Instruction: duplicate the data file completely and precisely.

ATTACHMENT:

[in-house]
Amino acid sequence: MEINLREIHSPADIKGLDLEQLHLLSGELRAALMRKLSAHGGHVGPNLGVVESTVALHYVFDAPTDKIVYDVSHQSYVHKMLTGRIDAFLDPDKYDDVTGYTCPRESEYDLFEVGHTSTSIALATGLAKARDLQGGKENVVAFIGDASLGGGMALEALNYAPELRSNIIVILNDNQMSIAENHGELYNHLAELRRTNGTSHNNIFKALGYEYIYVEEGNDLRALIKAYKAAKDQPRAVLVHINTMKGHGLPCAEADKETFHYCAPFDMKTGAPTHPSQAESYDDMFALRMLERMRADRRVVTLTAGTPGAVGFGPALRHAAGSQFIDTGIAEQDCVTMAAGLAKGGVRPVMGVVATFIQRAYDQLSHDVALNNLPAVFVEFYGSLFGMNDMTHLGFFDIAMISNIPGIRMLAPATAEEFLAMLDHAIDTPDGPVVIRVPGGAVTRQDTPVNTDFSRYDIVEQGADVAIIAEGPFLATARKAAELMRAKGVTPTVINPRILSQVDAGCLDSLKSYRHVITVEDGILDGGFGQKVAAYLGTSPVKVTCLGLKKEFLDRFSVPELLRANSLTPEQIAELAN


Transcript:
[in-house]
Amino acid sequence: MEINLREIHSPADIKGLDLEQLHLLSGELRAALMRKLSAHGGHVGPNLGVVESTVALHYVFDAPTDKIVYDVSHQSYVHKMLTGRIDAFLDPDKYDDVTGYTCPRESEYDLFEVGHTSTSIALATGLAKARDLQGGKENVVAFIGDASLGGGMALEALNYAPELRSNIIVILNDNQMSIAENHGELYNHLAELRRTNGTSHNNIFKALGYEYIYVEEGNDLRALIKAYKAAKDQPRAVLVHINTMKGHGLPCAEADKETFHYCAPFDMKTGAPTHPSQAESYDDMFALRMLERMRADRRVVTLTAGTPGAVGFGPALRHAAGSQFIDTGIAEQDCVTMAAGLAKGGVRPVMGVVATFIQRAYDQLSHDVALNNLPAVFVEFYGSLFGMNDMTHLGFFDIAMISNIPGIRMLAPATAEEFLAMLDHAIDTPDGPVVIRVPGGAVTRQDTPVNTDFSRYDIVEQGADVAIIAEGPFLATARKAAELMRAKGVTPTVINPRILSQVDAGCLDSLKSYRHVITVEDGILDGGFGQKVAAYLGTSPVKVTCLGLKKEFLDRFSVPELLRANSLTPEQIAELAN